Grindelwald gets very little backstory. We know he’s “bad” in an offhand way, but we don’t really get much about him. As HP nerds, many of us will understand, but will still want more backstory. We don’t know how old he is, how old Dumbledore is at this point (though he is mentioned by Graves *I.E. Grindelwald*). We don’t know if he is Dumbledore’s rival yet, has been for years (probably the case), or was ever his lover (as has been hinted by HP geeks for ages). If so, his comments about Dumbledore seem a little stilted.
The Obscurus (obscurial). *SPOILERS ABOUND* I (and my mate) was a little annoyed by this addition to the story. Mostly because in the HP books we never hear a think about this parasite. You think you would, if it existed. You think other young kids dying and killing others in their wake due to non-magical training or suppression would be a thing that’s mentioned more widely.
Some speculate that Dumbledore’s sister who was presumably a squib actually had one of these obscurials living inside her, that she became one, was misdiagnosed as a squib, and killed their mother. I don’t know. I don’t know if that’s where they are going with this, but I still stand by the fact that I think it would have been mentioned before.
We don’t hear much about the American school for witchcraft and wizarding. That’s a bummer and it best be rectified. It’s weird (in HP) that this school is never mentioned, too. Are you just trying to pacify us Yanks, J.K.? Is it because we spend millions on your franchise? Do not tease us! Okay, it’s fine if you do.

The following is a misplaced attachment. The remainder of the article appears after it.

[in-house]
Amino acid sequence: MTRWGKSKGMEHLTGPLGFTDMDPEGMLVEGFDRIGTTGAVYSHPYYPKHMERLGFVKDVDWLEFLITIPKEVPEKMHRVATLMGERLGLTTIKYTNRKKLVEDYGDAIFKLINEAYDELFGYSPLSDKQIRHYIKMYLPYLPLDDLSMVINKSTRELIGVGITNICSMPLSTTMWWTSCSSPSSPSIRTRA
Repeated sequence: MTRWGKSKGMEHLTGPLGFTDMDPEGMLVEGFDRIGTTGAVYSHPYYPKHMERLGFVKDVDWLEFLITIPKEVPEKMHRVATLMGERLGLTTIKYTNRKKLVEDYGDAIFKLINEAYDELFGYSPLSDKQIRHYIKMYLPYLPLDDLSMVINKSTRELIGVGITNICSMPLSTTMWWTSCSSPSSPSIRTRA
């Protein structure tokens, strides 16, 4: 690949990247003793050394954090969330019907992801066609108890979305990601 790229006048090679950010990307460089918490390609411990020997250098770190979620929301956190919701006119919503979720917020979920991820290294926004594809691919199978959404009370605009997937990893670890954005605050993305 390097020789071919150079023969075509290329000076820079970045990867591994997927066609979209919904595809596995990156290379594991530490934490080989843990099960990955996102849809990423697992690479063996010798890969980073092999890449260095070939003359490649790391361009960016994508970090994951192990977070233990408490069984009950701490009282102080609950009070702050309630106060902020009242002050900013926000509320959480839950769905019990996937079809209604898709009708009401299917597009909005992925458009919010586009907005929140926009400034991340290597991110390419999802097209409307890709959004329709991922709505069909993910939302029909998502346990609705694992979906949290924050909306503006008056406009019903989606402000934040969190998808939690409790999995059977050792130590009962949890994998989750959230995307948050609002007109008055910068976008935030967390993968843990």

Altogether, Moody and her kin enjoyed this movie very much. There are some things I, as an older geek, wanted, but I was moved by story of Newt and I loved his friends and fantastical beasts. I also appreciate the fact that Hagrid is, many years later, still having to fight to make sure people appreciate fantastical beasts. It seems that, in the HP universe, like our own, we are slow to learn.
4.5 of 5
Madame Anxiety Addresses the Masses
-Jayme Beddingfield (Madame Anxiety)-
J.K. Rowling’s wizarding world of Harry Potter has been cherished by many for years. Both her and the characters in her stories are loved household names. Rowling’s immersive and magical world doesn’t only bestow many layers of whimsy and wonder, it also delves deep into issues we deal with every day: tolerance, bigotry, and the need to follow dreams.
One thing Rowling’s always leaves us with, is wanting of more. Finally, that day has come. ‘Fantastic Beasts and Where to Find Them' gives us more of the world we crave so much, but instead of behind the magic-protected walls of Hogwarts, we are transported into New York, 1926 alongside Rowling’s newest unforgettable protagonist, Newt Scamander. The brilliant team of J.K Rowling and David Yates that brought us the final four Harry Potter movies doesn’t disappoint with their newest venture.
We join Newt Scamander on his globe-trotting journey while he researches and writes the book ‘Fantastic Beasts and Where to Find them.’ Long-time fans were first introduced to this book while attending Hogwarts with Harry, Ron, and Hermione. Newt is undoubtedly a classic. His smile and cleverly honest one-liners are only some of the qualities that make Newt Rowling’s new darling.
Within the first few scenes, we are hit with immersive excitement, and adorably furry thief. The pace is a graceful balance of intrigue, action, and story setting. Warner Bros and J.K. Rowling announced that there would be four ‘Fantastic Beasts’ sequels shortly before the first was released in theaters, allowing fans to settle in their seats a little bit more comfortably. Rowling’s typical carefully placed characters and details demonstrated that this would, in fact, be another deep and complex story. Each character weaved their own sense of heart and direction as the plot unfolded. The first of five movies simultaneously gave us plenty to expect in future films and was a gorgeous stand alone.
Even though Fantastic Beasts will, of course, be compared to Harry Potter, it is definitely its own story with a feel though reminiscent of Harry’s, it is painted a few shades darker. From magical mayhem to budding friendships, adorable creatures and terrifying villains, this is sure to be cherished franchise in the making.